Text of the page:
A clinical survey study of the recognition and impact of equine lameness on the Great British horse owning population

Uprichard, Kathy (2017) A clinical survey study of the recognition and impact of equine lameness on the Great British horse owning population. MVM(R) thesis, University of Glasgow.

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Despite the generally perceived importance of equine lameness as a significant cause of morbidity and wastage amongst the worldwide horse population, little is known about the prevalence and impact of equine lameness on the UK horse and owner population. Likewise, little is documented on how lameness is detected and assessed by horse owners. Information regarding perception of equine lameness by the untrained assessor is potentially valuable to the equine orthopaedic clinician. Improved awareness of owners’ appreciation of lameness, as well as the impact an episode of lameness may have would be of benefit to all parties; the veterinary surgeon, the horse owner and the horse. An online survey study was designed to obtain both descriptive and quantitative information on the UK horse population; the prevalence of equine lameness as reported by the owner; and the effect that a single episode of lameness may have on both the horse and owner. Secondarily, a prospective hospital- based study was designed to investigate reasons for referral and owners’ general assessment of lameness prior to veterinary examination; to quantify and compare lameness severity using subjective and objective methods of assessment; and to determine the areas of best agreement between subjective evaluation (owner; veterinary surgeon) and objective evaluation using a horse- mounted inertial sensor device (Lameness Locator ®).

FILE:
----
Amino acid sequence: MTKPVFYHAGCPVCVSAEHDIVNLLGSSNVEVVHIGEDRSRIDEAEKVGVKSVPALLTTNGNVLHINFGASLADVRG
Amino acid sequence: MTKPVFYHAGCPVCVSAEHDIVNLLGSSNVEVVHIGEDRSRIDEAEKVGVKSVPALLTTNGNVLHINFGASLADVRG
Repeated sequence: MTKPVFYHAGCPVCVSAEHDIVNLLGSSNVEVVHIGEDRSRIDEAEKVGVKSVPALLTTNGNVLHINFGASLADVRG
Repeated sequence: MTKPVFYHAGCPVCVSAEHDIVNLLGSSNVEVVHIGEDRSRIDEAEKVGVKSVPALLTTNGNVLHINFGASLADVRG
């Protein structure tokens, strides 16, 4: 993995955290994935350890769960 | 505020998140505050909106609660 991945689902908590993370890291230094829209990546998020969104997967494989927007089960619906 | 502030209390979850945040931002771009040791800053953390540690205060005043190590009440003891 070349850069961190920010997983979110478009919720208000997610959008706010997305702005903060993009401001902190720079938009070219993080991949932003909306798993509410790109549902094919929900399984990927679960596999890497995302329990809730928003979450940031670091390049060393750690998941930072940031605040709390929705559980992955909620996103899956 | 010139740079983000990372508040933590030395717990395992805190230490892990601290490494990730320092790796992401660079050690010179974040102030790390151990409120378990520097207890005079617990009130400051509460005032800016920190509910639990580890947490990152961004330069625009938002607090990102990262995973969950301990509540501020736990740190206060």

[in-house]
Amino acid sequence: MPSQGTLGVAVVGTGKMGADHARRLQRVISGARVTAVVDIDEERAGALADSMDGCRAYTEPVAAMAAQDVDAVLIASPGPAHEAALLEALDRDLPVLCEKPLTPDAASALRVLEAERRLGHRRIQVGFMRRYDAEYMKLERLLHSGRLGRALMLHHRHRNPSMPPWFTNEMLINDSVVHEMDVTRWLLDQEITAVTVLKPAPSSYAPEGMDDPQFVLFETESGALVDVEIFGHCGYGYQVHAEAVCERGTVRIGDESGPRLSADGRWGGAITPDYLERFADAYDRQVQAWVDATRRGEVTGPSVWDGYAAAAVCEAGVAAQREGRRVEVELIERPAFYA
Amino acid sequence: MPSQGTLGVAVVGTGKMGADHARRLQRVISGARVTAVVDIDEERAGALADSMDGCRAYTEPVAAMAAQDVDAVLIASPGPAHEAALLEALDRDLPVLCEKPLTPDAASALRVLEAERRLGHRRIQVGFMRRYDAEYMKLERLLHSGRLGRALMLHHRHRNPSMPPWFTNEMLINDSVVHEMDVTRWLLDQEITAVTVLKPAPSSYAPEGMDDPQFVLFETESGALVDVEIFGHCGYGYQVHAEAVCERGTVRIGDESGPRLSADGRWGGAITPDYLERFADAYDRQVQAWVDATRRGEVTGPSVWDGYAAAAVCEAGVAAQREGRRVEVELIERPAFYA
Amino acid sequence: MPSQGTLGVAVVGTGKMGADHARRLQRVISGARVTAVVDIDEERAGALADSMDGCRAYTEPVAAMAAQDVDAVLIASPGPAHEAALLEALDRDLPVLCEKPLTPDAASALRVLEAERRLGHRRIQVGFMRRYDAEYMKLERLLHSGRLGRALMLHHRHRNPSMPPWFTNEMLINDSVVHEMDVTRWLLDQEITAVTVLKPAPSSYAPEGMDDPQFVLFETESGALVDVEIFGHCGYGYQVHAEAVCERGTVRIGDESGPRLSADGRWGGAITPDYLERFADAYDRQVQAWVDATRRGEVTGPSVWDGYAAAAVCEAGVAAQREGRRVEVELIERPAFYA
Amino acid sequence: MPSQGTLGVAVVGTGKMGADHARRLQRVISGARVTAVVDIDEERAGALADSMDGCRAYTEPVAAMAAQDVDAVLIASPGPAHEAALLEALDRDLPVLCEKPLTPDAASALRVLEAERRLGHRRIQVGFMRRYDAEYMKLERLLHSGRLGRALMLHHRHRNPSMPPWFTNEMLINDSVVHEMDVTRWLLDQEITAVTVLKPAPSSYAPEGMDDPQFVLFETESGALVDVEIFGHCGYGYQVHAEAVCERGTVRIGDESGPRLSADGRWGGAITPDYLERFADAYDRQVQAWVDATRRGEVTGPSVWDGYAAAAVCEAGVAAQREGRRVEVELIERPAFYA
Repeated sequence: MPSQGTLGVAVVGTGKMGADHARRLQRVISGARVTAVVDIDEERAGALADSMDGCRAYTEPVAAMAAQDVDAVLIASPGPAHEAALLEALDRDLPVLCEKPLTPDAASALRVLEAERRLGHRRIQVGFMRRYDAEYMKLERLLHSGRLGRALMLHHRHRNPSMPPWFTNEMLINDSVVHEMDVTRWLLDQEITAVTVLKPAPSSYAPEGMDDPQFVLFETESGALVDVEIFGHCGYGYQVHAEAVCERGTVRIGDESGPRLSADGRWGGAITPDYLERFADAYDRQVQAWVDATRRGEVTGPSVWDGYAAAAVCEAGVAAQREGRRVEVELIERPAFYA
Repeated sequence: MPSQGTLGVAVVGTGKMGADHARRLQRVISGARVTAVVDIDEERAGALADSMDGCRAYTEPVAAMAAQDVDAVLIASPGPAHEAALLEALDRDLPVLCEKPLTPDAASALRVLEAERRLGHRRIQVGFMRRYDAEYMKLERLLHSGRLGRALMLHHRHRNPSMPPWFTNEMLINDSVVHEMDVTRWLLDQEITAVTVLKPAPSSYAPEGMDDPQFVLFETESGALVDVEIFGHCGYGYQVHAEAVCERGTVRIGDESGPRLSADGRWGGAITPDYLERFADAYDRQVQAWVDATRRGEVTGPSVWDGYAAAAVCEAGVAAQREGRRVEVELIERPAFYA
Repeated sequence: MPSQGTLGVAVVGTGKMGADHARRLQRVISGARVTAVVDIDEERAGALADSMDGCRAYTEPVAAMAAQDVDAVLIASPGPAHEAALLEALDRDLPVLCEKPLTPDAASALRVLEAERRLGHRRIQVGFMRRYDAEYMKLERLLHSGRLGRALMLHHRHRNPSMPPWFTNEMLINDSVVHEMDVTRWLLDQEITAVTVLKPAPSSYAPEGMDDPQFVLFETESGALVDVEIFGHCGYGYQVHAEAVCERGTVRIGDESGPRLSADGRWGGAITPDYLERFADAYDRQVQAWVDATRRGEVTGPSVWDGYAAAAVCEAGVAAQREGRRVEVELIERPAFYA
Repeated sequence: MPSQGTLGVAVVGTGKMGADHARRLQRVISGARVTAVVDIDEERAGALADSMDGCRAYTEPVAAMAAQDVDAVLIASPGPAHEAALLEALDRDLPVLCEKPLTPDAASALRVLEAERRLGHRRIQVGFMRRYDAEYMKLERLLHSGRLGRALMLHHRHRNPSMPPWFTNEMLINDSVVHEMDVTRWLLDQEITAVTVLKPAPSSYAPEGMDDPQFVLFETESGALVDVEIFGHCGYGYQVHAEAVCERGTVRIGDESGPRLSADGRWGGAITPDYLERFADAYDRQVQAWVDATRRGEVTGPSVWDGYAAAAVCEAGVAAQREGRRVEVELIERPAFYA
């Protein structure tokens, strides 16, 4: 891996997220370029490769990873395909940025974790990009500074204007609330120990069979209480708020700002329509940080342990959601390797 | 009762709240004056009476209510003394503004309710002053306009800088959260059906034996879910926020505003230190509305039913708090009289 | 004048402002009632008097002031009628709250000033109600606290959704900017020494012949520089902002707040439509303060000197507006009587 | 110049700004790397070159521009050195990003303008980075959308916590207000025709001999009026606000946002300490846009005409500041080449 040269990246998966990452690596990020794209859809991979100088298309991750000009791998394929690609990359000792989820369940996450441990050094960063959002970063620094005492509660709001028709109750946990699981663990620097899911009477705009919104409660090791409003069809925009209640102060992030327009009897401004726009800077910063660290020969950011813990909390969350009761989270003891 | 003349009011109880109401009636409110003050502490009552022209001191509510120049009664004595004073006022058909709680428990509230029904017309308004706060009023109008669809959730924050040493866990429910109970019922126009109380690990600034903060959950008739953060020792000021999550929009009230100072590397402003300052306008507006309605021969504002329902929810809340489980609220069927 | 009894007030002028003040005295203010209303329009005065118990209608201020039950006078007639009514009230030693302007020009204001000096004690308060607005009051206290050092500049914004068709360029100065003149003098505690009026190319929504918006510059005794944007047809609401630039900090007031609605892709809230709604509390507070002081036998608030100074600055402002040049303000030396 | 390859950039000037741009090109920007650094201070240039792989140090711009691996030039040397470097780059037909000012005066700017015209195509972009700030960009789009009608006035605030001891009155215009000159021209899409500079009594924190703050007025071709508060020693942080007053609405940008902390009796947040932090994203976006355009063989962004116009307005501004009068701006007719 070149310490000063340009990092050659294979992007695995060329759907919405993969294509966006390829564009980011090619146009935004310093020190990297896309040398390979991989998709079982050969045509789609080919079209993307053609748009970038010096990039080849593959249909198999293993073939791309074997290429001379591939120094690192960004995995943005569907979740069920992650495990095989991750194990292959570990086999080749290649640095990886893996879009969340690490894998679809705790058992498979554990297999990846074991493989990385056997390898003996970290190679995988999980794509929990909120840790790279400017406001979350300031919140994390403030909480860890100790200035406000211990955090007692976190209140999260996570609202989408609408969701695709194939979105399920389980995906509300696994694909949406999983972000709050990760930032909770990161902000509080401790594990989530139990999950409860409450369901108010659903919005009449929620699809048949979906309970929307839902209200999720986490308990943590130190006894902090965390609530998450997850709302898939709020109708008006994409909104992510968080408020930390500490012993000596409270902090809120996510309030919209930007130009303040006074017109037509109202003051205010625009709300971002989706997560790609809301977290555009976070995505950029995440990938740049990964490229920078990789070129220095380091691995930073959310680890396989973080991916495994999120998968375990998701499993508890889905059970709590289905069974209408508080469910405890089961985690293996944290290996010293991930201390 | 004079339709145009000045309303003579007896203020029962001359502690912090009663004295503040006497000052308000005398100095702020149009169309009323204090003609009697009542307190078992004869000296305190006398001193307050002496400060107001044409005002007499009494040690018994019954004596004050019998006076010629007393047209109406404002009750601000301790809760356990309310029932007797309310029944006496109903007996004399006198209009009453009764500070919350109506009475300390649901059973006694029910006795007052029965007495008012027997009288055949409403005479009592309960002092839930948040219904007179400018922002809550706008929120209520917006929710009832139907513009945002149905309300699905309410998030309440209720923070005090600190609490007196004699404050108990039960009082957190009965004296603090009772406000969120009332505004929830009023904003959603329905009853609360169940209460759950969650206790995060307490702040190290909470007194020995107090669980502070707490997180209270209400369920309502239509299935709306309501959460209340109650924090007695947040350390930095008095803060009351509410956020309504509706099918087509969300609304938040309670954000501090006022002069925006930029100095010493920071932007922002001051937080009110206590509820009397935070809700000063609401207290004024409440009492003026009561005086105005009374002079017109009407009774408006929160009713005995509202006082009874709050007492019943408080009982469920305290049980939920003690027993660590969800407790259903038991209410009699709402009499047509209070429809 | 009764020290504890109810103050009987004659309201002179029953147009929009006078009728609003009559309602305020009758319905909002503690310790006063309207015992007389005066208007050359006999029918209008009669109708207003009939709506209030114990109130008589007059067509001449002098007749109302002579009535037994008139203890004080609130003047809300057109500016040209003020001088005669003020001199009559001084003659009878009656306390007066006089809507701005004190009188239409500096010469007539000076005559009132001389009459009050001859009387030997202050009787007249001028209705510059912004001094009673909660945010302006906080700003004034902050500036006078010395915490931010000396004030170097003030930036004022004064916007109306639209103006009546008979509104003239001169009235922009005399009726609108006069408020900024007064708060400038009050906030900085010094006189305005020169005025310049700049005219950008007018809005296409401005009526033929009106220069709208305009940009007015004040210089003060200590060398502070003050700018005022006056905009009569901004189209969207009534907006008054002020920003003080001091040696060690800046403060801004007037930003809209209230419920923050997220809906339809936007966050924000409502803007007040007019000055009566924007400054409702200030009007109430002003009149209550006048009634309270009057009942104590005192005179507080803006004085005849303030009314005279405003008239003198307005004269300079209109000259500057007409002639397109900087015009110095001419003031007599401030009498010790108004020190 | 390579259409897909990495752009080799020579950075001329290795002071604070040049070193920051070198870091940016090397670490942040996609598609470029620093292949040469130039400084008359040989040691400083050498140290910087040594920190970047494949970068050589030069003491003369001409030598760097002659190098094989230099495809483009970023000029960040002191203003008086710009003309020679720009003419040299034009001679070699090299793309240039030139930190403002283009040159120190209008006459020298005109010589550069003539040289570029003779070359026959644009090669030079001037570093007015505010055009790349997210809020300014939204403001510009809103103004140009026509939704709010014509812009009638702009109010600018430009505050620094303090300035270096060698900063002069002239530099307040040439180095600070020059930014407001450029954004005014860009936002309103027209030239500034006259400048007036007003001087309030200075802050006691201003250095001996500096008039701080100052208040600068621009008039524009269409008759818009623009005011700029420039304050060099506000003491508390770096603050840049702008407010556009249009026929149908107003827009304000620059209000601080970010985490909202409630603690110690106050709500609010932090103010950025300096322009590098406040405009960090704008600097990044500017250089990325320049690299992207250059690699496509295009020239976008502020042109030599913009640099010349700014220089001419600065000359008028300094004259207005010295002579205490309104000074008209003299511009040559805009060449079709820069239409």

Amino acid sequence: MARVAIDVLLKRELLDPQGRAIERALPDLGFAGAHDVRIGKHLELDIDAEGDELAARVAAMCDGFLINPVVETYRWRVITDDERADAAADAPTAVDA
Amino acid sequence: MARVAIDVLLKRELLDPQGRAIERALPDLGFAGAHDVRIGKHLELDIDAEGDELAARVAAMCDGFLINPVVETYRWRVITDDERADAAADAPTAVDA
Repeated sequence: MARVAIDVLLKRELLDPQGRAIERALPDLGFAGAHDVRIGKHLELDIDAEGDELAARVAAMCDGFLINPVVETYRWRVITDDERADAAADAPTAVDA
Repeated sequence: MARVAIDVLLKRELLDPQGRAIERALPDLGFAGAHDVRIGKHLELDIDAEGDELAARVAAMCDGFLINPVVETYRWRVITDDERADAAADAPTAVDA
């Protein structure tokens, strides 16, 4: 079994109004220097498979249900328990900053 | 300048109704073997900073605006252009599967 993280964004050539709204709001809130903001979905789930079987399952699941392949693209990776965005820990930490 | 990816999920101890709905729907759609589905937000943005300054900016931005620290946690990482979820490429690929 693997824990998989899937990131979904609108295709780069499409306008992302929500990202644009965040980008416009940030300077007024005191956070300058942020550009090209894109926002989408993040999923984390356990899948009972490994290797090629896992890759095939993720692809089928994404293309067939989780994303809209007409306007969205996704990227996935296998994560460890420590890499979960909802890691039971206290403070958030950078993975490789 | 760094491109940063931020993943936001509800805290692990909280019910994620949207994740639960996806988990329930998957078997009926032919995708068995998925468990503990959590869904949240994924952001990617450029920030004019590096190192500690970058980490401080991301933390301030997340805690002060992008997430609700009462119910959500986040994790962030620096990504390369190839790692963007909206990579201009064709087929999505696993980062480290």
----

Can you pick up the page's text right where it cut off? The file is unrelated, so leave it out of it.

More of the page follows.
Item Type: Thesis (MVM(R))
Qualification Level: Masters
Keywords: Horse, lameness, cost, subjective, objective, assessment.
Subjects: S Agriculture > SF Animal culture > SF600 Veterinary Medicine
Colleges/Schools: College of Medical Veterinary and Life Sciences
Funder's Name: Geoffrey Serth Charitable Trust (The Horse Trust)
Supervisor's Name: Marshall, Dr. John F.
Date of Award: 2017
Depositing User: Miss KL Uprichard
Unique ID: glathesis:2017-7872
Copyright: Copyright of this thesis is held by the author.
Date Deposited: 10 Feb 2017 09:56
Last Modified: 17 Jan 2019 09:51
URI: https://theses.gla.ac.uk/id/eprint/7872

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